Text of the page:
Three adult New Yorkers became lead poisoned after using clay pots, cups and dishes for preparing and serving foods and drinks
Traditional ceramic ware with high lead levels found in several stores in Bushwick and Jackson Heights
May 5, 2017 — The Health Department today warned New Yorkers about clay pots, cups and dishes (ceramic ware) containing extremely high levels of lead. Lead-glazed and lead-painted ceramics can release lead into food or drinks. In recent months, three adult New Yorkers became lead poisoned after using contaminated ceramic ware for preparing and serving foods and drinks. They had blood lead levels ranging from 11 to 33 micrograms per deciliter (mcg/dL), whereas adult blood lead levels should be less than 5 micrograms per deciliter (mcg/dL).
Health Department investigators found ceramic ware containing lead at stores in Bushwick and Jackson Heights. Many of the ceramic ware was un-labeled or mislabeled. Some pottery contained stickers identifying Mexico as the country of origin; others had labels written in Spanish that specified the ceramic ware was for decorative purposes only. However, the decorative items were often sold alongside foods and produce, and shop owners told investigators that they were for culinary purposes. The Health Department purchased and tested some of the ceramic ware and found lead concentrations of up to 520,000 parts per million, which is extremely high and can have harmful effects on a person’s health. Investigators are concerned contaminated ceramics may be for sale in other neighborhoods.
“Traditional pottery may have glazes or paints that contain extremely high levels of lead and do not meet safety standards,” said Health Commissioner Dr. Mary T. Bassett. “We urge New Yorkers to be aware of the dangers associated with these ceramics, avoid using them for cooking or eating and speak with a doctor if you think you have been exposed to lead.”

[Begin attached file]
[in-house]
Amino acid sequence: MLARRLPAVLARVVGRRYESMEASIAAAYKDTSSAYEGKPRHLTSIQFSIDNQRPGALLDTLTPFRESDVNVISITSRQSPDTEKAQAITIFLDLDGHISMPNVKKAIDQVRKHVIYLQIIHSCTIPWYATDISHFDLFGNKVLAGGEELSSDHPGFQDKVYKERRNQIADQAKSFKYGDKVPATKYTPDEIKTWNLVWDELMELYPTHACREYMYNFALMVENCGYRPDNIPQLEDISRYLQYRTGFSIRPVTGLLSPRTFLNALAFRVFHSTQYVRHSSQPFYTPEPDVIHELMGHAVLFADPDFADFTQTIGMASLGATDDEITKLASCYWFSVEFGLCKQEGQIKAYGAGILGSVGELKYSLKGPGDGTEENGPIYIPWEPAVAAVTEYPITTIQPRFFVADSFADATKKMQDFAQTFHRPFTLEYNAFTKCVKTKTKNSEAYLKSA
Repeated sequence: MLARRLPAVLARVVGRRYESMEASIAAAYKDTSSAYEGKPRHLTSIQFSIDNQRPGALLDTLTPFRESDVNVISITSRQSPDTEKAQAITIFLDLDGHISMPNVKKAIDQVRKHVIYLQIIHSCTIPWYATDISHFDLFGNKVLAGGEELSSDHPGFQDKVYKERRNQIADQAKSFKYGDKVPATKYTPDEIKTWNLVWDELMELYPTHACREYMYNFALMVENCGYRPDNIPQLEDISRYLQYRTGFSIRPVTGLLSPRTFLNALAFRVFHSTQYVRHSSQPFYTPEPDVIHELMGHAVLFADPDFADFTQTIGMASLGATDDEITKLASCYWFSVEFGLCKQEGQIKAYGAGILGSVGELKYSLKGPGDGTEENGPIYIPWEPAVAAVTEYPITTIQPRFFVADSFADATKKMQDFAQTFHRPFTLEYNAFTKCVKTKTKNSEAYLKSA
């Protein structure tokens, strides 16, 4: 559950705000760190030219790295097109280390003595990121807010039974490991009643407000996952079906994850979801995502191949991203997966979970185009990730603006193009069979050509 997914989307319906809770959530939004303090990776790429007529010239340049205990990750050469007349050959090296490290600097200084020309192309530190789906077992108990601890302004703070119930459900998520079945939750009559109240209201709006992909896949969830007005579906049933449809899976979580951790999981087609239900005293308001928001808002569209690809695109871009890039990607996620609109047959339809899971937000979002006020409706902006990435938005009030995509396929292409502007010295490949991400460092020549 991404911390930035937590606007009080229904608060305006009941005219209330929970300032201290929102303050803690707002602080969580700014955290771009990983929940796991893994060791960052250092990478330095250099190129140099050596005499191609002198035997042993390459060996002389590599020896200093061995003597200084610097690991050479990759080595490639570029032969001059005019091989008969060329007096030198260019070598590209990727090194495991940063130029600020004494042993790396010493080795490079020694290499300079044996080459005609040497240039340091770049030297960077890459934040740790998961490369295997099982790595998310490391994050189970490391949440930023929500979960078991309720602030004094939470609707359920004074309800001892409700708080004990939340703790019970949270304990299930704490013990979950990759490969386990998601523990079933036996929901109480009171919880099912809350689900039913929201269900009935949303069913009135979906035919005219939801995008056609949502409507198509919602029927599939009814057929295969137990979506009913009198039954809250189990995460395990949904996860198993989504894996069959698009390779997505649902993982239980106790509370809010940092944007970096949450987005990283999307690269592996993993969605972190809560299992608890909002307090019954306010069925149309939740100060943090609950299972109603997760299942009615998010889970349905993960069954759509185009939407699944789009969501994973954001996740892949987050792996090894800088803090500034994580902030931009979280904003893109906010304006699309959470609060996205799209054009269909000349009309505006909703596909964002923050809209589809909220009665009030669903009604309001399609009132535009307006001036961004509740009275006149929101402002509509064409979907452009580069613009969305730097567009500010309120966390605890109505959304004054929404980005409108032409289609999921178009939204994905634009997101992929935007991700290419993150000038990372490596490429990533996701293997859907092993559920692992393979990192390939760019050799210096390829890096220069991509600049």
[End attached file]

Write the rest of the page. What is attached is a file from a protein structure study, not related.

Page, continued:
The Health Department is issuing Commissioner’s orders requiring businesses to post warning signs informing customers about lead hazards associated with ceramic ware and to remove the contaminated products from their shelves. The department is also conducting public education outreach in neighborhoods where the pottery was found. The agency is working with community-based organizations, elected officials, the Mexican consulate, and its Adult and Childhood Lead Poisoning Prevention Program educates local business owners and the public about lead poisoning and potential lead hazards.
New Yorkers should immediately stop using traditional ceramic wares to prepare, store or serve food or drinks. Users should contact a physician to request a blood lead test; call 646-632-6023 or 212-POISONS (212-764-7667) for additional information. To report locations where these products are sold, call 311.
MEDIA CONTACT: Christopher Miller / Stephanie Buhle (347) 396-4177